The shopping centre that came at a high price

Balbriggan’s Millfield home to the largest Tesco in Ireland, but is now in receivership. But in a struggling town, the people are fighting back

Built beside a graveyard: ironically, the lack of crowds at Millfield shopping centre in Balbriggan, Co Dublin, make it quite a pleasant place to shop. Photograph: Dara Mac Dónaill

Built beside a graveyard: ironically, the lack of crowds at Millfield shopping centre in Balbriggan, Co Dublin, make it quite a pleasant place to shop. Photograph: Dara Mac Dónaill


It is on the edge of the town, but you can see Millfield Shopping Centre however you arrive in Balbriggan. It looms above the old town and the sprawl of new estates in this part of north Co Dublin.

It began to rise from its foundations in 2009 and opened its doors in April 2011. Nice timing. It is its misfortune to have been built beside a graveyard, because analogies were always going to be far too easy to make when things went wrong.

They did. This week Nama put the centre into receivership. It was not supposed to be like this, but the timing ensured it could hardly be any other way.

Millfield is home to the largest Tesco in Ireland, a giant that rose as everything else collapsed.

Here you can buy some type of pretty much anything. Toys, televisions, clothes, books, computers, glasses to read with, glasses to drink from. It takes up two floors, neighboured by friendly shops doing battle with the long stretches of To Let posters and wide concourses developed with crowds in mind.

There are people, yes. Masses, no. Ironically, it’s one of the things that make it quite a pleasant place to shop.

And at the top corner, by a huge window overlooking the expanse of Balbriggan, whose population has doubled, to more than 20,000, in less than a decade, is a cafe area recently haunted by abandoned counters and unlit tables, although a new eatery has joined the always-welcoming O’Briens staff who previously had a monopoly by default.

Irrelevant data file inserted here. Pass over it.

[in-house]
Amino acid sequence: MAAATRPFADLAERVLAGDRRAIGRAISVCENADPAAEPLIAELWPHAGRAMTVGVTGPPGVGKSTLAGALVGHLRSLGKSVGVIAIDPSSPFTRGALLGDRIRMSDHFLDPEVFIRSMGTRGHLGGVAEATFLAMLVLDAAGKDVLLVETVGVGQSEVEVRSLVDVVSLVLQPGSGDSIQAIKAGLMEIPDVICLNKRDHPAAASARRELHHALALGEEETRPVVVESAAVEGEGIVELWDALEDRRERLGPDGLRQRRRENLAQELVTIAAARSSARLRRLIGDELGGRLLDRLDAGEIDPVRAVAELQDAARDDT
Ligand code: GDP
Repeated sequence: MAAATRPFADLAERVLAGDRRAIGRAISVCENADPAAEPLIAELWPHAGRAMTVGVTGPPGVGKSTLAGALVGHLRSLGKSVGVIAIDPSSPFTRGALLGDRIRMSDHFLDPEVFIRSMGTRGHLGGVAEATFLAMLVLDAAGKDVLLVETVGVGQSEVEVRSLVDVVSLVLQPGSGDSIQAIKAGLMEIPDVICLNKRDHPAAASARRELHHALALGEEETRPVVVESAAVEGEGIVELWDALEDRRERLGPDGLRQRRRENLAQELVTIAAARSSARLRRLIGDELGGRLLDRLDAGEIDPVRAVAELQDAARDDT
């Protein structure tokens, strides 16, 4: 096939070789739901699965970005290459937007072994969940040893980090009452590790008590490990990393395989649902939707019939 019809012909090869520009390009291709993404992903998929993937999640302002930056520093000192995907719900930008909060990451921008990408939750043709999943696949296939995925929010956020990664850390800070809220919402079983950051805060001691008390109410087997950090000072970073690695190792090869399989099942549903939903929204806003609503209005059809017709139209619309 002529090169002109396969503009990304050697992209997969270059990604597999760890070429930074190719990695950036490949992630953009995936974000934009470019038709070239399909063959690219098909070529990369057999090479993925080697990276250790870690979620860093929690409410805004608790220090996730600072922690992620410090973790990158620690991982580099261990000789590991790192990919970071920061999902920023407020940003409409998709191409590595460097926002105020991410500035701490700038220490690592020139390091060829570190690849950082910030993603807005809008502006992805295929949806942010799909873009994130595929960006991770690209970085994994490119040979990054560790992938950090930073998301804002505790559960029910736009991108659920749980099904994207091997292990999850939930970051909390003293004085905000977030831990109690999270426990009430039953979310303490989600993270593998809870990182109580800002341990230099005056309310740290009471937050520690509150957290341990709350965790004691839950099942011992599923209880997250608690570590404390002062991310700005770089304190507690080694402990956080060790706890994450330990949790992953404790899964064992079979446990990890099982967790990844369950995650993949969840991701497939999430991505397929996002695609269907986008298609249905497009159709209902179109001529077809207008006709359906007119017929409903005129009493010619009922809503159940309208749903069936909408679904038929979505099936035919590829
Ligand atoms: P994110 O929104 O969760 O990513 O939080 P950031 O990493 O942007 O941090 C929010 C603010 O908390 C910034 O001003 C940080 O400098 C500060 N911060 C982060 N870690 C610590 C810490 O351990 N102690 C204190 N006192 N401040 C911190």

And it was here, a few weeks ago, that a woman toured the tables with a clipboard.

She was a member of the third of Balbriggan’s population classified as “nonethnic Irish”, and she was on a mission for her adopted community. In her hands was a petition against Fingal County Council’s proposed move of the Carnegie Library from the town hall to a nearby side street, to make room for the Department of Social Protection.

But this resistance to the move turned out to be about more than one building. It was about the present, and future, of Balbriggan’s struggling town centre.

The original brief for Millfield’s architects had been to create “an attractive urban quarter for Balbriggan”. It didn’t quite work out that way. Instead, although Millfield became too big to sustain its own weight, it was big enough to further contribute to the stagnation of the town centre.

So the battle for the library became about a community fighting back against the planning that expanded the town while diluting the community, and about taking steps to revive a town centre that had been sucked dry.

The library campaign succeeded. The council backed down. The library will remain where it is. And, from that, something larger has emerged. In preparation for the impending abolition of the town council, locals have attempted to replace it with a people-led Balbriggan Community Council, with the aim, as they say, of “taking back our town”. A priority is improving the town centre.

In the meantime, an initiative suggests that if a lot of people can each take a small step, then the distance won’t seem so great. With that in mind townspeople are being asked to “take the pledge”, to offer to do just one small thing for their town.

There is immediate incentive. The Giro D’Italia cycling race will pass through Balbriggan in May, briefly introducing the town to millions of viewers across the world.

It will be a rare moment in the spotlight for the town, but while Dún Laoghaire, in the south of the county, has become the most written-about example of the death of town centres, places such as Balbriggan, out on the lesser-noticed edge of the north of the county, are as reflective of the horrors of town planning, of the death of main-street shopping, that have afflicted so many towns across the country.

And, equally, they are reflective of people-led initiatives to turn things around.

It’s another community trying to pull itself from the rubble of the boom. Another town seeking light from under the shadow of a monument to commercial hubris in a country half sunk under the weight of them.

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